During the fermentation process, I unscrewed the lids to release some pressure and give the chilies a little stir. While the three jars were done at around the same point—five days—the last jar from that batch took an extra two days to start fermenting, then an extra day to complete.
How to Make (and Not Make) Sriracha
After fermentation was complete, I looked again to Randy Clemens' recipe, where the fermented chilies are boiled with vinegar, pureed again, then strained.
On first try this produced a sauce that tasted pretty good but much thinner than what comes out of the rooster bottle. The second time, I let the chilies puree for longer, then put some extra muscle into straining to extract more pulp, but the sauce was still too thin.
Switching things up, I first pureed the chilies with vinegar until the mixture was as smooth as can be, strained that into a small saucepan, and boiled it down until it had that lightly thickened consistency of the real stuff—success!
I repeated this again and again over a few days, letting each batch of chilies ferment at its own pace. Finally, after nearly a month of research, I had six jars of Sriracha samples.
Using a new set of tasting spoons (a Christmas gift from my wife—thanks, dear!), I went back and forth between the samples and the real Sriracha bottle, noting observations for each.
First off, none of my from-scratch samples tasted exactly like the bottled Sriracha. All of mine had a brighter, fresher flavor compared to Huy Fong's, which has an earthier undertone I couldn't match. The homemade stuff wasn't bad, just different. That being said, there were some discernible similarities that helped me get to the final recipe.
- Chilies: Red jalapeños. I had no doubt this would be the pepper for the job, and it was. The jalapeño really delivered on the right flavor more so than the fresnos, which were hotter and brighter-tasting. Also, snipping off just the stem but leaving the rest of the green tops in place resulted in a flavor that was closer to the bottled version. Letting the peppers sit longer after fermentation seemed to make no difference.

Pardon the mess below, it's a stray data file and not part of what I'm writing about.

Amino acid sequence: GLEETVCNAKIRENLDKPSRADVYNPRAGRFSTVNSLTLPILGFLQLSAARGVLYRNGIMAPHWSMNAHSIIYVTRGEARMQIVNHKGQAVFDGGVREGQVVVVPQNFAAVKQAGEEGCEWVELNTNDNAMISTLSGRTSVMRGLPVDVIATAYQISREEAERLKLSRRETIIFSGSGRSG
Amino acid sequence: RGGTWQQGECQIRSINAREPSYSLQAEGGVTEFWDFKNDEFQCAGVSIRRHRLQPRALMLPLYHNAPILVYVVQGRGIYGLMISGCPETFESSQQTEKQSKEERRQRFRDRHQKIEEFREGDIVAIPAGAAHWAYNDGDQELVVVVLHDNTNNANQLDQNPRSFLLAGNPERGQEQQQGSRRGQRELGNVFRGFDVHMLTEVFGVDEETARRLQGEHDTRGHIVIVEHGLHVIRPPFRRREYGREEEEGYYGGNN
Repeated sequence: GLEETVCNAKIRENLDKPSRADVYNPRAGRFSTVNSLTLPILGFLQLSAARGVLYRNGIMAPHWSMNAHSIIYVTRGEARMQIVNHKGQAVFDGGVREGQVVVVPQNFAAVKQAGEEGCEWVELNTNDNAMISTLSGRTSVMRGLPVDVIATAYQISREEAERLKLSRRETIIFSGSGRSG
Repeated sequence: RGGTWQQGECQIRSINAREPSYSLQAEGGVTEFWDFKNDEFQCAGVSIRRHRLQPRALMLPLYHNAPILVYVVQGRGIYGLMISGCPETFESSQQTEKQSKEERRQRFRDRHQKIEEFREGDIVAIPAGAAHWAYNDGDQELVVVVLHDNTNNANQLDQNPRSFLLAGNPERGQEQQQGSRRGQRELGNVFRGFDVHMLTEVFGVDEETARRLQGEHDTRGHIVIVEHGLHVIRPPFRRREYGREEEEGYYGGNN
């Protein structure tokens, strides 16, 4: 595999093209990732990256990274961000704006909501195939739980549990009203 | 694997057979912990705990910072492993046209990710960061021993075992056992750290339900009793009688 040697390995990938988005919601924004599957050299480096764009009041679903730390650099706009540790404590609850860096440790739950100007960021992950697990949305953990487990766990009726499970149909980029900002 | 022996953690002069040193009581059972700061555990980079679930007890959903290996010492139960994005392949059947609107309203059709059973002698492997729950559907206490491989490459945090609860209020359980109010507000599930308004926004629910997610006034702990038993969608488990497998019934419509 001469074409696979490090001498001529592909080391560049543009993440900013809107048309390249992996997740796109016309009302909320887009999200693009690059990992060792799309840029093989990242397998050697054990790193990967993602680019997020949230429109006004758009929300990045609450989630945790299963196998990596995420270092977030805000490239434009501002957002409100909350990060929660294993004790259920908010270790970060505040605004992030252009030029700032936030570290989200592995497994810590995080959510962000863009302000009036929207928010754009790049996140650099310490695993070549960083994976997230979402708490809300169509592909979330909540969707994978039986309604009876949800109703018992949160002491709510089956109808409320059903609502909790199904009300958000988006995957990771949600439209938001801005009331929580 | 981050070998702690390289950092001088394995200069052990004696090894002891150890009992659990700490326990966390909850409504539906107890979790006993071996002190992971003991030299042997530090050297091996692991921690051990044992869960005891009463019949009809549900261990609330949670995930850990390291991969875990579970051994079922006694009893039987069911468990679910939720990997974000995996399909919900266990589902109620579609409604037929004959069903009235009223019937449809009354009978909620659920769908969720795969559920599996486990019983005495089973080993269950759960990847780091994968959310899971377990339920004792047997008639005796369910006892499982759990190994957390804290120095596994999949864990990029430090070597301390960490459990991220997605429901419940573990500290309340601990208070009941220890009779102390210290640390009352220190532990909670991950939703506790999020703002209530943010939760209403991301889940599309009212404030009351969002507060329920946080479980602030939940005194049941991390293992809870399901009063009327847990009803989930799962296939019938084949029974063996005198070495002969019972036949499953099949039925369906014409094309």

- Garlic: While the blanched garlic had a smoother taste, it was the larger chunks of raw garlic that packed the garlic bite you want in Sriracha.
- Sugar: This was the hardest to discern of all the variables, but the palm sugar seemed a little weaker in flavor and sweetness, while brown sugar added more depth with its heavier hit of molasses. This is what edged out the others in the sugar department, so that's what I put in the final recipe (though you won't go wrong with palm or white sugar here).
Is It Worth Making from Scratch?
Weeks of work for only about four cups of hot sauce—was it all worth it?
If I had ended up with an exact replica, I'd probably say no, but the devil is in the details. The final Sriracha recipe has a similar balance of flavors overall, but with a fresher taste. There are times I'd definitely prefer this homemade version.
Plus, you can vary ingredients to play up your favorite aspects of the sauce. For a mellower garlic, try blanching it first. Like it spicier? Use fresnos. Want a thinner or thicker sauce? Boil it for more or less time.
So hats off to David Tran for making a sauce that has become so ingrained in our culture that it has left you reading a way-too-long post about trying to re-create Sriracha at home. Think you'll attempt it?